I have to work fast to get a new post online every night.
But sometimes, the need for speed forces me to link to stories I haven’t had a chance to fully read.
That’s how I missed the heart of this piece by San Diego’s KPBS when I included a link to it earlier this week.
The story dealt with victims’ families too often feeling like they’ve been let down by the justice system when killer drivers get off with a slap on the wrist, if that.
But what I missed was the focus on the wife of fallen bicyclist Matt Keenan, who was killed by a wrong way driver while riding in Mission Valley last year.
The county district attorney’s office decided not to charge the driver with a felony, after she claimed she hit Keenan head-on because she’d thought she was on a one-way street.
Call it barely plausible deniability.
Driver who killed my husband getting misdemeanor charge, despite wrong way driving for 100 yrds & into bike lane, not seeing him or breaking. No clear definitions of gross negligence or felony vs misdemeanor, leave DA with subjective decision-making power. Sharing to spur change. https://t.co/ByGptJ30C9
— Laura Keenan (@keenan_bike) February 22, 2022
The driver told police she thought the street, Camino Del Rio South, was one-way, and that she never saw the cyclist coming.
Keenan does not buy those excuses. She asked the San Diego Police Department to search the driver’s phone records for evidence that she was distracted, but never heard back on that request.
“Something had to make (the driver) extremely distracted, and really, what that is shouldn’t be the issue,” Keenan said. “She was so distracted that she did not see my husband and his extremely bright lights. She never hit the brakes.”
One problem is that police have to get a search warrant to examine a driver’s phone, which requires probable cause to believe a crime took place.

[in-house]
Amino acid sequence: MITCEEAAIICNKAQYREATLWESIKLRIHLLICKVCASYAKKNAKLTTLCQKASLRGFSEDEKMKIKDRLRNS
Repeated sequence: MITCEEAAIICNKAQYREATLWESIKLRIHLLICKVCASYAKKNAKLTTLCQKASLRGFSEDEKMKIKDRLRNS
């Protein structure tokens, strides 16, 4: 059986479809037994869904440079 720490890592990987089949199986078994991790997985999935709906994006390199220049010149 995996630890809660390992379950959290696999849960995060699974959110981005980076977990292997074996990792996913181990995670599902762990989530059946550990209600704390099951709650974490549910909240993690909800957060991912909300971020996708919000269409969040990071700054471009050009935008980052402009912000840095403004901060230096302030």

In other words, before they can get a judge to agree to let them see a driver’s phone, they need evidence that the driver was using it.
A legal Catch 22.
The law should be changed to require implied consent, just as anyone with a driver’s license is assumed to have consented to a blood alcohol test if police suspect they’re under the influence.
Merely possessing a driver’s license should give police the right to examine a phone following a collision to see if it had been in use at the time of a crash.
Failure to turn over the phone should result in an automatic loss of license, combined with a presumption of use.
Only then will we see justice for victims of distracted drivers.
And maybe even stop them from doing it in the first place.
Photo by Sora Shimazaki from Pexels.
Peter Flax gets it.
But we already knew that, right?
These are not members of different bike tribes. They are people riding bikes. We are not defined as riders by what we wear and have way too much in common to be distracted by trivial differences. pic.twitter.com/ZJ33P7rZNO
— Peter Flax (@Pflax1) February 23, 2022
Together we ride, separately.
Join a virtual ride to mark International Women’s Day in two weeks.
Together WE ride. Together WE mediate. Come join us on the 3rd Annual Together We Ride to celebrate the 111th Anniversary of International Women’s Day with a bike ride and meditation session @diversecycling Details in link in bio. #inspyrdmovement #togetherweride1 pic.twitter.com/lUYFeNNzQp
— Together We Ride (@TogetherWeRide3) February 23, 2022
Hats off to Isla Bikes for going the extra mile to solve a problem of inclusivity no one else has addressed.
As long as we’re on the subject of inclusivity, meet Sister Shred, a legally blind Colorado woman who has never met a slope she wouldn’t carve on her mountain bike or snow bike.
And Bicycling profiles a man suffering from a rare degenerative disease, who vows to keep riding his recumbent tricycle until he no longer can. As usual, read it on Yahoo if Bicycling blocks you.
But only young, able-bodied people can ride bicycles, right?
A before and after view of a formerly dangerous Toronto street shows the difference good infrastructure makes.
That feeling when a YouTube TV series about recovering stolen bicycles is really just a cleverly disguised ad for Van Moof.
The war on cars may be a myth, but the war on bikes just keeps on going.
Sadly, bike lane opponents seem to be the same the world over, as an Irish mayor reports that supporters of a bikeway were “denigrated as crazy cyclists” who don’t work or pay taxes, while the real crazies were the opponents who called her with death threats.